9/09/2017

Rosneft sells 14% bet to China’s CEFC in biggest ever Russo-Chinese contract


Rosneft sells 14% bet to China’s CEFC in biggest ever Russo-Chinese contract

 Russia’s turn to the east got more serious on August 8, after Russia’s top oil company Rosneft announced the largest ever asset by China into Russia in a deal to sell a 14.16% stake in Rosneft to China Energy Company (CEFC) for $9.1bn, Reuters reports.

The Chinese company is buying the shares from a consortium of Glencore and the Qatar Investment Authority (QIA) that participated in the murky privatization of a 19.5% stake of Rosneft last December. Billed as a historic privatization deal, it later transpired the deal was probably more of a loan by Russia’s friends to get the government through a very difficult year when the state didn't have the money to cover the budget deficit.

Glencore and QIA will retain stakes of 0.5% and 4.7% in Rosneft respectively. The deal has been on the card for several months. First there were reports that Russia could buy back the Rosneft stake from Qatar. Then reports surfaced in August that China was in talks to buy a stake.

On the face of it Igor Sechin, the CEO of both the oil company and its holding company - and a close associate of President Vladimir Putin - announced he had pulled off a deal to sell the stake to oil trade Glencore and the Qatar sovereign wealth fund, raising €10.2bn in the process in December.

Italy’s Intesa Sanpaolo Bank came up with the financing, but only provided €5.2bn, the bank said on January 2 – half the deal’s reported value. Subsequently the bank said that it was having problems raising the money as a syndication deal it organized collapsed in August thanks to the new US sanctions. Intesa said its €5.2bn loan was reimbursed on August 8 following the CEFC deal.

However, it has become increasingly clear that the December privatisation was little more than a complicated loan mechanism. That probably means that much of the money “raised” by the privatisation has still not been received by the state. The sale of the stake to CEFC, however, is the real deal and will bring in real cash for the budget.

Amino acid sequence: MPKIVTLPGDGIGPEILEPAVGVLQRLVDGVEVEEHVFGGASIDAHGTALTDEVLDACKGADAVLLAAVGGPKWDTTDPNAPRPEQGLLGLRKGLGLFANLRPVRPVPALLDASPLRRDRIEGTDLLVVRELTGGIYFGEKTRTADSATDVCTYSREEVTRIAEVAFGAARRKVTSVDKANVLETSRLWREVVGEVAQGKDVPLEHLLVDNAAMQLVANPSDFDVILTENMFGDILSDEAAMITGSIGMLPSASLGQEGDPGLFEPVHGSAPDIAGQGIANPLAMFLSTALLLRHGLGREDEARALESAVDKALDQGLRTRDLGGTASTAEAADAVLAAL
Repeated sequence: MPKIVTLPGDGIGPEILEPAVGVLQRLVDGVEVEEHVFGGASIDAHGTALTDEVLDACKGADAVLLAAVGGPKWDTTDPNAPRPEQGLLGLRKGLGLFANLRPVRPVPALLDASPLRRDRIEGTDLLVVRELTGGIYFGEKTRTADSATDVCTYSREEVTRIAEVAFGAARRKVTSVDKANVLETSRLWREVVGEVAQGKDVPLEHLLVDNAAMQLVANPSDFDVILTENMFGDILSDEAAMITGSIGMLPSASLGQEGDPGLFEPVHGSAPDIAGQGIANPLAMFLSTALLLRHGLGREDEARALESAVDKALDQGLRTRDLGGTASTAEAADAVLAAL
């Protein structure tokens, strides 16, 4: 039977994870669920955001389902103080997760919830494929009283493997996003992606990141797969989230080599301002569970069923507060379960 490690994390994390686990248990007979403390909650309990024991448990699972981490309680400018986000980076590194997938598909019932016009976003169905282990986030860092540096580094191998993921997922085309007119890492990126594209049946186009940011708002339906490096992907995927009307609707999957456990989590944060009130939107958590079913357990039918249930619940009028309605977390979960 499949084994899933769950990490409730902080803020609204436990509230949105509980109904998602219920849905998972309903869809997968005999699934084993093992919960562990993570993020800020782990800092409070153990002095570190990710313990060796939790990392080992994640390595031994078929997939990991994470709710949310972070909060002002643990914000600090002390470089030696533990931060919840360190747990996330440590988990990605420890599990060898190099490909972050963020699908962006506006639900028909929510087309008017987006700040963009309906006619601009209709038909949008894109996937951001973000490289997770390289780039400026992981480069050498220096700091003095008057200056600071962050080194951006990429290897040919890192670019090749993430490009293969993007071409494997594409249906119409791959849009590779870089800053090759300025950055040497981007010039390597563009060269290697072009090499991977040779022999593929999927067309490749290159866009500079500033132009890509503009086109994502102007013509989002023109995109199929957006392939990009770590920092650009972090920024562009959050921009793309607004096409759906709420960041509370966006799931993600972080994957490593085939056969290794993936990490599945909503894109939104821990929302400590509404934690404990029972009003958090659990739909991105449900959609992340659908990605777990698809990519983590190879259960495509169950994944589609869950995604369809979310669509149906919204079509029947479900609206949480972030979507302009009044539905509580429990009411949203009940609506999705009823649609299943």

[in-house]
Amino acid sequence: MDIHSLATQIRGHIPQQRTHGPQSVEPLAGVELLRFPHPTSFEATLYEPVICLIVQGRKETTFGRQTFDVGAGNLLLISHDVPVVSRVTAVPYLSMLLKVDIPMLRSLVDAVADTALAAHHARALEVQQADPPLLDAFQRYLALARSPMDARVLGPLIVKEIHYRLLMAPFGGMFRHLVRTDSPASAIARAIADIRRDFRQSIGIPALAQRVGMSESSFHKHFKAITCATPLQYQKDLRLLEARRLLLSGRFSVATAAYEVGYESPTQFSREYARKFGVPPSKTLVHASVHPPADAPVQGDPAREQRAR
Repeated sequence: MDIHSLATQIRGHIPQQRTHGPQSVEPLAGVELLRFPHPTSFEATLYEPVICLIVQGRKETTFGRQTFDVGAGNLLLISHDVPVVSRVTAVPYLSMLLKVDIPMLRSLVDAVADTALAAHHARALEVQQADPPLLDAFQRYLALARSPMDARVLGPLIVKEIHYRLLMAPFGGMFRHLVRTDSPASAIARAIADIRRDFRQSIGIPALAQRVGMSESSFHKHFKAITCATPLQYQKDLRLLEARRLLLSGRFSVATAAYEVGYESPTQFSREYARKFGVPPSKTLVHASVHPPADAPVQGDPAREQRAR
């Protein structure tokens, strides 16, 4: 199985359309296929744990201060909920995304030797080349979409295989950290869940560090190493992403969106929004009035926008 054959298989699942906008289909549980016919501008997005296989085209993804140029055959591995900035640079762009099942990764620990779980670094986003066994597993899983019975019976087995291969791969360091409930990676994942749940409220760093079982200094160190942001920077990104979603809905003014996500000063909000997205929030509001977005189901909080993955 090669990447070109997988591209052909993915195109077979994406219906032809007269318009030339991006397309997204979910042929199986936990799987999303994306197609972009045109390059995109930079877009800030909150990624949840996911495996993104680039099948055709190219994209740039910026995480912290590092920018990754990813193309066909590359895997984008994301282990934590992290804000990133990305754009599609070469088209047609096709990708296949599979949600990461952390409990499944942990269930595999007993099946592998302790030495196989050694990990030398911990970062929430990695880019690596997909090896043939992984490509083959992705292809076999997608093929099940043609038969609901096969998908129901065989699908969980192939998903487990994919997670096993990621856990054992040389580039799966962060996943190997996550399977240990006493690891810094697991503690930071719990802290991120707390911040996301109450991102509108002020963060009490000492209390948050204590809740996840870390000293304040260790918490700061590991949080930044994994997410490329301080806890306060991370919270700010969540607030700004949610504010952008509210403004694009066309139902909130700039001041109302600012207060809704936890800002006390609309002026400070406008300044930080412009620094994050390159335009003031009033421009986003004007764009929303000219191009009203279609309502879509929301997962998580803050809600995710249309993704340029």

"The implication is that the [privatisation] was essentially a loan to the Russian government that was struggling to finance its 2016 fiscal budget, and that Russia is obliged to repay the loan," Aton Equity commented on June 8 when speculation on a sale of a stake to China first came up.

CEFC is Beijing’s go-to state energy company that represents China’s interests in the energy sector. It has grown fast in recent years and become a key partner for Russia.

Glencore said in a statement that CEFC will buy shares at a premium of around 16% to the 30-day volume weighted average price of Rosneft shares without naming the price. A CEFC spokesman said the company would pay $9.1bn, according to Reuters, which is exactly $1bn more than a 14.16% stake should be worth given Rosneft’s current market valuation of $57bn.

Sechin told reporters CEFC would get access to Rosneft’s oil fields and petrochemical projects in East Siberia to guarantee bigger synergies, following the announcement of the Chinese deal. CEFC said the deal would give it annual equity oil production of 42mn tonnes (840,000 barrels per day) and access to oil and gas reserves of 2.67bn tonnes (20bn barrels), according to Reuters.



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